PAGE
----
Kangaroos – The 100 Days Project: Day 101 [0]

Thanks and Acknowledgements

Photo: Andras Berkes-Brandl

First and foremost, deep and extensive thanks to Teya Brooks-Pribac. Every day she has conveyed my post to the Arcohab website, every evening set up the Facebook link, and over and again provided timely advice. The 100 Days project would have been impossible without her.

 

To Ray Drew and the other fine photographers who have allowed me to use their work, Stella Reid, Andras Berkes-Brandl, Ray Mjadwesch.  When I look back upon this project it will be the photographs I remember.  They have been inspirational. Stella Reid and Ray Mjadwesch have helped in other ways also. Their advice and stories have helped bring numerous of these posts into existence. Ray has also been very generous with his research work. I urge readers to consult the Kangaroos at Risk website.

 

To the poets, who have been so generous with their work. In particular Judith Beveridge, John Kinsella, Christine Townend, and John Watson. I don’t quite know how to thank Judith Wright, R.F. Brissenden and J.S. Harry, who are no longer with us. It’s wonderful to have been able to include them. The libations go without saying.

 

To Uli Krahn, for her permission to reproduce so many extracts from Peppermint and Fencepost. Let’s hope it’s available in print very soon. I’ll be buying multiple copies.

 

To Helen Bergen, Andrew Burke, Cienwen Hickey and Jeffrey Mousaieff Masson, for their sometimes very timely support and encouragement.

 

And, of course, to you the readers. It has been a great deal of work, and a steep learning-curve, to produce these posts, but also a great pleasure and a privilege. I hope they have sometimes informed and sometimes entertained. Various of you have asked whether the project will continue beyond the 100 days, and whether I’ve any plans for a book publication. No on both counts at this point but I’ll keep you posted. I do have plans to write a small book of essays on the situation of the kangaroo in contemporary Australia, and hope to begin that shortly.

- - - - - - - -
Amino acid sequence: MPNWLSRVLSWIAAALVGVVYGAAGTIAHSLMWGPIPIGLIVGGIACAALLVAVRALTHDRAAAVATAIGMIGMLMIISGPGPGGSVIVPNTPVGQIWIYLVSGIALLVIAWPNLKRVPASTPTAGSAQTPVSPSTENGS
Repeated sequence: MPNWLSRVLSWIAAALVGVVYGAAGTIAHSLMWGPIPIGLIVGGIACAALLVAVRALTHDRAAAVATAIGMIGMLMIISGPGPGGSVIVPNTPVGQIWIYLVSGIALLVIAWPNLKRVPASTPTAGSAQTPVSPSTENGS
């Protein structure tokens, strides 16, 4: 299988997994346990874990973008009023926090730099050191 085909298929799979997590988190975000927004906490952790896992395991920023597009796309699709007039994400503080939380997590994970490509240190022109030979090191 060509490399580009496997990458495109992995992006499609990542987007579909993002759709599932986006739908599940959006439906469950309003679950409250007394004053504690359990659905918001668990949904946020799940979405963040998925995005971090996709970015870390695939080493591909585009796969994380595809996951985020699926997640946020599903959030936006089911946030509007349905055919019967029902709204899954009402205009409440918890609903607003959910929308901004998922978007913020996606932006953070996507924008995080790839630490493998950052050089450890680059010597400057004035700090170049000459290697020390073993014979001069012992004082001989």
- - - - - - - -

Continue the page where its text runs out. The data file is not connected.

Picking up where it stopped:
David Brooks

About David Brooks

David Brooks is a poet, novelist, short-fiction writer and essayist. His work has been shortlisted for such prizes as the Miles Franklin Award, the New South Wales Premier’s Prize (twice), the Christina Stead Award, the Colin Roderick Award (twice), the National Book Award and the Adelaide Festival Award. He was the recipient of the 2015/16 Australia Council Fellowship in Fiction. He is an honorary Associate Professor in Australian Literature at the University of Sydney. In recent years he has dedicated much of his writing to non-human animals and to advocating for them.  His The Grass Library; Sheltering Animals in the Blue Blue Mountains will be published by Brandl & Schlesinger later in 2018. It is hoped that a collection of his essays, Animal Dreams, will be published not long thereafter.

He lives (and writes) with rescue sheep.

 

 

About The Grass Library

Orpheus-Pumpkin in David's writing room

After a half-decade already of radical personal change, David Brooks is diagnosed with a debilitating disease and decides to leave his academic career and free himself to write full-time. He moves to an old farm on the outskirts of a mountain town, installs what remains of his library in a converted farm shed, and begins to write a biography of his dog Charlie. Things don’t quite go to plan. Sheep enter the picture, begin to visit the shed, sniff disrespectfully at the books. Soon it’s not only a book about a dog but, with Charlie as psychopomp, about sheep, wild ducks, rats, snakes – a book about a library turned upside-down, about liberation from one’s past, about previous assumptions of meaning and purpose exposed to the scrutiny of grass.

The Grass Library is one of the most beautifully written books about animals I have ever read. I cannot imagine anyone reading it without coming away in some profound sense altered.

– Jeffrey Moussaieff Masson

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